This week President Obama and leaders in the House and the Senate failed to strike a compromise that would avert automatic spending cuts known as the sequester. Like many of you, I grow more frustrated with each passing day at Washington's inability to work together for the common good. If our national leaders would start working with one another instead of holding press conferences attacking the other side's point of view, we might just get some meaningful work done.
To understand how we got to this point, it's important to know how the sequester came about. President Obama originally proposed the sequester in 2011 as a way to encourage the Super Committee to produce a deficit reduction plan. At the time no one thought the sequester cuts would ever happen. Unfortunately, a deal to shrink the deficit did not materialize and the across the board spending cuts of the sequester have now gone into effect. In the last year, the House of Representatives has passed two bills that would replace across the board spending cuts with responsible efforts to save taxpayer dollars. The Senate has not voted on either of the bills passed by the House of Representatives and they have not passed their own bill to avoid the sequester.
Instead of making arbitrary across the board spending cuts, I would rather follow the cost-saving plan voted on in the House that closely examines federal programs to find savings. For example, on the House Agriculture Committee I worked in a bipartisan fashion to write a Farm Bill that reforms the food stamp program, eliminates duplicative programs and closes loopholes to save $35 billion over the next ten years. These savings alone would not replace the sequester, but other House committees found similar savings that could be combined to avoid the sequester's arbitrary $85 billion cut. If anyone in Washington tells you they cannot find $85 billion in common-sense cost savings measures, they are not working hard enough.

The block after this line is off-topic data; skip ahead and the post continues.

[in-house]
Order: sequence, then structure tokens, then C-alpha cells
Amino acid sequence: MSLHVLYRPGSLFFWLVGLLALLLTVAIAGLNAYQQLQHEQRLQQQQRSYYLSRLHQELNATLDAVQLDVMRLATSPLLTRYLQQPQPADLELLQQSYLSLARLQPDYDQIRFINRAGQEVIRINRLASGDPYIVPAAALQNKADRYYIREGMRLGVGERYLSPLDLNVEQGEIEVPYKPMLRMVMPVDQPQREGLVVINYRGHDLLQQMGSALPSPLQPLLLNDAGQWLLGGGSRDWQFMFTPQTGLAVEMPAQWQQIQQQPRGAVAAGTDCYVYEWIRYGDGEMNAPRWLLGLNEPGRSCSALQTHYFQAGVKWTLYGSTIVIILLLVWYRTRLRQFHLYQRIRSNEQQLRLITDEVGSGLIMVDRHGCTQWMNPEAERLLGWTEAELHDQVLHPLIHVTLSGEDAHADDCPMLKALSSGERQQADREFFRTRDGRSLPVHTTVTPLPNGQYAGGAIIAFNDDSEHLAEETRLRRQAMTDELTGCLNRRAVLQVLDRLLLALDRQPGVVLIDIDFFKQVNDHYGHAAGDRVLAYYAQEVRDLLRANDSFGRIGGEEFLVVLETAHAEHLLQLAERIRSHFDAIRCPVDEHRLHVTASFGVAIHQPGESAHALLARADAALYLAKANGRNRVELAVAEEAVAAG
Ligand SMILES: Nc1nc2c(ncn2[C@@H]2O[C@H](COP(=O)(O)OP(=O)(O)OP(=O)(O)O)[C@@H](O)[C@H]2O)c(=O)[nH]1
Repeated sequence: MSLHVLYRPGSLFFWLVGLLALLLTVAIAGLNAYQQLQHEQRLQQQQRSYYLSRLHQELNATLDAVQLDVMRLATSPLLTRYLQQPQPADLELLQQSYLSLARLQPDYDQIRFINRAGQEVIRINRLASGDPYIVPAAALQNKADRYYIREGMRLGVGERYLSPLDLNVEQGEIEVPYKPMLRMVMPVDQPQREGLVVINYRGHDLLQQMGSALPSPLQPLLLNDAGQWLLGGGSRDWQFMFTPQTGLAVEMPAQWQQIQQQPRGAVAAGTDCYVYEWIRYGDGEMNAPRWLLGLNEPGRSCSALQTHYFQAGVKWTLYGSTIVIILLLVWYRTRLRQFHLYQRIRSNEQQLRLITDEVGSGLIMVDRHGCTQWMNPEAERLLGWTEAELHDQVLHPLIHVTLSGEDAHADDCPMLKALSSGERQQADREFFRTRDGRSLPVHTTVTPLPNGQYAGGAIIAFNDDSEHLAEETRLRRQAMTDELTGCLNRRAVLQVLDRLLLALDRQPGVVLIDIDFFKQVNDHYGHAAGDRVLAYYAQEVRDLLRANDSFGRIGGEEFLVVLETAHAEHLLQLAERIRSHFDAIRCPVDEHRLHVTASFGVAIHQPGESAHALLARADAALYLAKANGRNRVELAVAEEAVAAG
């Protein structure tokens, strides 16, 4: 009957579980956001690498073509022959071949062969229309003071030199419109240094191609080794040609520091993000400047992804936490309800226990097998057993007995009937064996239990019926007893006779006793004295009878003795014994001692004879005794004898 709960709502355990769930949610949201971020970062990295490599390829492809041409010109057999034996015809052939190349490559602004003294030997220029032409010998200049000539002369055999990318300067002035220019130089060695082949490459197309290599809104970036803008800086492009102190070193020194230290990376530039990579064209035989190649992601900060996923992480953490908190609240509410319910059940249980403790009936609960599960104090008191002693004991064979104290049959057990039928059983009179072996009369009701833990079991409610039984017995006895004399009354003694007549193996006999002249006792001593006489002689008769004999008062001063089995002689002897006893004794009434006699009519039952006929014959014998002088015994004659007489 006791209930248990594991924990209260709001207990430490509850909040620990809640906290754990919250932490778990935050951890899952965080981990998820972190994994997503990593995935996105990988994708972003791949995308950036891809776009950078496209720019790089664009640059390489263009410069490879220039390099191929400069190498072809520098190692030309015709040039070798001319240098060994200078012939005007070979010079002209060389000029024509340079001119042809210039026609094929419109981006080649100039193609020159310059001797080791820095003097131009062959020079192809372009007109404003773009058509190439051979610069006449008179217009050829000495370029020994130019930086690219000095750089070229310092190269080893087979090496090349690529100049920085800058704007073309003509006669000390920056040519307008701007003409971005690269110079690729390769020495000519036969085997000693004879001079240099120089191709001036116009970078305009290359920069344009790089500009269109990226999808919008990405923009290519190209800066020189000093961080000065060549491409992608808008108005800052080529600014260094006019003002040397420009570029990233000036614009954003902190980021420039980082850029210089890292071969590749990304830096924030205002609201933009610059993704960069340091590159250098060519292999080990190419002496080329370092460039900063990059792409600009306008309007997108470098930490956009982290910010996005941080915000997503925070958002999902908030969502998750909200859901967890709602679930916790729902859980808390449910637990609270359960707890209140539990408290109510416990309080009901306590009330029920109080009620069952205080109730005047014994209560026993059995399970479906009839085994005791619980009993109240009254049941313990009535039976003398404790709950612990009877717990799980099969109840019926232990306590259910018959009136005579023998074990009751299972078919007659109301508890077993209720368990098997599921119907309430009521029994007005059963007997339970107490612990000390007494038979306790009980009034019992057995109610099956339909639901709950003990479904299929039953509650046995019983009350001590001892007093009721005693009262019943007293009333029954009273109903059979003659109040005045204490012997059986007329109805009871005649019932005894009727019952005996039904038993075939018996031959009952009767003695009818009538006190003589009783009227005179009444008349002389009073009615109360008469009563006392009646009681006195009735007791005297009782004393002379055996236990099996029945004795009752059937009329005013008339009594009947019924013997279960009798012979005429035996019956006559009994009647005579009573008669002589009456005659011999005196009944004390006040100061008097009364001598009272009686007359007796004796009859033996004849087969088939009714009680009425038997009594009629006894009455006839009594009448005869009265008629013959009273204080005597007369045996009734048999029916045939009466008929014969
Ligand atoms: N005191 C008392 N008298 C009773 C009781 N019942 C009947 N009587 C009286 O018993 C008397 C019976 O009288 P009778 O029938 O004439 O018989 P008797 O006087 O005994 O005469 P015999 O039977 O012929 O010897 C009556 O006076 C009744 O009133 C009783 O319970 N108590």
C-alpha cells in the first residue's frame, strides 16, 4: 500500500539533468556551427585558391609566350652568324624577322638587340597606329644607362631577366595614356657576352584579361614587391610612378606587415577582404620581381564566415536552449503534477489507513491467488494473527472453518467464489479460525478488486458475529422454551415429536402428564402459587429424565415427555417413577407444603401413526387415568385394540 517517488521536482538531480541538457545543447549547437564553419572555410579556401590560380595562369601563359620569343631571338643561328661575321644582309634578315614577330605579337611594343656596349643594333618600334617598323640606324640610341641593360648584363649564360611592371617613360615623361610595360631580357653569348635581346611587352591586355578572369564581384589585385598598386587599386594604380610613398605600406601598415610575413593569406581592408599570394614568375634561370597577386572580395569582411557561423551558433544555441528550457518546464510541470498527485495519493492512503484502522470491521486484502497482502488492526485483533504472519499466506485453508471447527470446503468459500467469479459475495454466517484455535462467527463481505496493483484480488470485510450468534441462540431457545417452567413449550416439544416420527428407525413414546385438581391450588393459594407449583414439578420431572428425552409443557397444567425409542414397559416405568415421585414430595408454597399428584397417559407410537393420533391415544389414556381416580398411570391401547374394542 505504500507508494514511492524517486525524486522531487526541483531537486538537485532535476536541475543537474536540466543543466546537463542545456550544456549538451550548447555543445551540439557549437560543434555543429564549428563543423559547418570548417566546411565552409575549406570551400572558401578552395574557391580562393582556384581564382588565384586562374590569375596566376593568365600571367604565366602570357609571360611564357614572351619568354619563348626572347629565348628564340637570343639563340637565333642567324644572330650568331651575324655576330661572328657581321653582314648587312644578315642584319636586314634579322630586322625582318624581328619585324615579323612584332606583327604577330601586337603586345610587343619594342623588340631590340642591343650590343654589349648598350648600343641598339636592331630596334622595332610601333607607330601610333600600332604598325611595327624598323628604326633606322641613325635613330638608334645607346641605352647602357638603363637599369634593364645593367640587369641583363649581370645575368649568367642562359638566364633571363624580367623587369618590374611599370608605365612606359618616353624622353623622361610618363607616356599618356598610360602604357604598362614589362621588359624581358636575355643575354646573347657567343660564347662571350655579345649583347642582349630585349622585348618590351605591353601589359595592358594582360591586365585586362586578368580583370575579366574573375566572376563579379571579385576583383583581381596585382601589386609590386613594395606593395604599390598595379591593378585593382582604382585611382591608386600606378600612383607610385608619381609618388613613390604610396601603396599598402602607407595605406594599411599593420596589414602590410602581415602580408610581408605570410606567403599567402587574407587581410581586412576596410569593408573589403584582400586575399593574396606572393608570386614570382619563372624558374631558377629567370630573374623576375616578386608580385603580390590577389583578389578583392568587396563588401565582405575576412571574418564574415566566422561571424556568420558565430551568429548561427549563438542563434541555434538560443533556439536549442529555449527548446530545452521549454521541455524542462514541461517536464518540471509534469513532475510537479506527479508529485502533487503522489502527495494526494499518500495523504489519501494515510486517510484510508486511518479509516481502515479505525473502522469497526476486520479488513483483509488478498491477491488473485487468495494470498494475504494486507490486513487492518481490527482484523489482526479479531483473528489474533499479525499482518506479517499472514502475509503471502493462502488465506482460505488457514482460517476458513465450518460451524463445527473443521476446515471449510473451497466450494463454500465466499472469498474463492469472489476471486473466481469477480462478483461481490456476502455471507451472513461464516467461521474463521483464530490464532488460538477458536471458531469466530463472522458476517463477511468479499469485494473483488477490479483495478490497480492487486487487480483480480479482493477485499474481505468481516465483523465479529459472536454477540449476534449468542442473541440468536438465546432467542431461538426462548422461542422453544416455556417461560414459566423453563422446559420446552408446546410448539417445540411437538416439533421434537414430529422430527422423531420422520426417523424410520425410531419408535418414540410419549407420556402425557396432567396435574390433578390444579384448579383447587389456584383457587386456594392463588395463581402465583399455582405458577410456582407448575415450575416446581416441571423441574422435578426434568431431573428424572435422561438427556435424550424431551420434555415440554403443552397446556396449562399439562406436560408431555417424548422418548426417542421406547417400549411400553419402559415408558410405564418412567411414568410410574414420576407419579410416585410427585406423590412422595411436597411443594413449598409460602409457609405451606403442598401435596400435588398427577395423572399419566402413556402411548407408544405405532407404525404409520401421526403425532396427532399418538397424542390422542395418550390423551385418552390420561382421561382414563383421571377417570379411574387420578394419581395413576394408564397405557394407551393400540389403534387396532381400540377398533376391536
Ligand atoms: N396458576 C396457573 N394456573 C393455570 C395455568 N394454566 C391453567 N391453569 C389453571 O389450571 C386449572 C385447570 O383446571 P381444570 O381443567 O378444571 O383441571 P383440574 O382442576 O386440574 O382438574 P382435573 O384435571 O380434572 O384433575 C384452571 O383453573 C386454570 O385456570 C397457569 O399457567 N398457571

In January, I voted against the fiscal cliff deal because it did not include any kind of permanent spending controls. For me, it does not make sense to talk about raising taxes unless some form of permanent spending control is passed. Raising taxes as a primary economic policy simply does not deal with the enormous debt we have as a nation.
Over the last few weeks blame-game politics have been at an all time high. The American people are tired of the games and they expect Members of Congress to solve these problems as partners in the process, not as political adversaries. The sequester, $85 billion in across the board spending cuts, could have been avoided. Twice, the House of Representatives passed common-sense cost savings plans that would have avoided these arbitrary cuts. Unfortunately, politics got in the way of sound policy.